* Seek out for the smartest people who disagree with me so I can understand their reasoning
* Baseball cards for the company employees so you can give the right task for the right person. * They will do it better and feel satisfied doing it. In the beginning, it had some pushback, but it was well accepted afterward and studied by behavioral specialists
* The company grew fast for a long time and used bleeding edge technology, but they were not rock-solid and had to invest some effort to make things better
* Smart people working with good systems and computers are the key to success
* Shapers are people who change things. Einstein changed science, Jesus changed religion, etc. It's important to identify shapers when hiring, especially if you're looking for a change
* Things happen over and over again throughout the history. It's important to learn from it and be prepared for the next wave
* Many important philanthropists (like Bill Gates) received a diagnosis of "not caring for people." That happens because they usually have their goals as a top priority, even if it means someone not being happy about the decision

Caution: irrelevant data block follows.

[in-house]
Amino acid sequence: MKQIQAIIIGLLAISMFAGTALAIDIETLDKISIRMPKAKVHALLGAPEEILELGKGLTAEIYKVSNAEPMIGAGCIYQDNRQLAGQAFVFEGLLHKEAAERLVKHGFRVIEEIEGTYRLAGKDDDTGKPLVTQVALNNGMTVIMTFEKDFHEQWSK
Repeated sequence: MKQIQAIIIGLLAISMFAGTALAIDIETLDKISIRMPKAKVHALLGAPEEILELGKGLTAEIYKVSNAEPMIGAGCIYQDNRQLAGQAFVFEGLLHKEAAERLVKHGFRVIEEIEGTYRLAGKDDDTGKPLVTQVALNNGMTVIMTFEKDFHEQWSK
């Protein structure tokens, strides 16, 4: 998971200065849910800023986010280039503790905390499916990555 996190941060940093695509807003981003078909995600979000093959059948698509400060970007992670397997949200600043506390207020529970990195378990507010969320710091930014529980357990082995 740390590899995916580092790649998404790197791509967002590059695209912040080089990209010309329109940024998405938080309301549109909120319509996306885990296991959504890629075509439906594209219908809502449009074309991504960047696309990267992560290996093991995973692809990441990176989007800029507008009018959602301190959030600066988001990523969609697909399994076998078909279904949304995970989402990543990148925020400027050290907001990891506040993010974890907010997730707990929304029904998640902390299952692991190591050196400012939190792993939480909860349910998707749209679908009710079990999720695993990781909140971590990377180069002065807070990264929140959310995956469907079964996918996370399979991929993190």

* The life is like a game where every problem is a puzzle you have to solve. When you solve it, you receive a gem that will help you with the next puzzle (gem == reflect about the solution)
* Be radical open-minded and radical transparent
* Every time I see something in nature that I (or humankind) think it's wrong, I assume I'm wrong and try to understand why nature is right
* Nature optimizes for the whole, not for one individual
* People kill each other in the name of their religion, both thinking they are doing the right thing
* Contribute to the whole, and you will probably be rewarded
* We are everything and nothing at the same time. Everything to ourselves, if we die everything is gone. Nothing in nature, just another human among billions
* When something you don't like happens (rain, weaknesses, death), remember that nature optimizes for the whole, not for yourself.
* We always transform. We are made of other elements, grow, die, and become part of other things. * The whole nature works like that.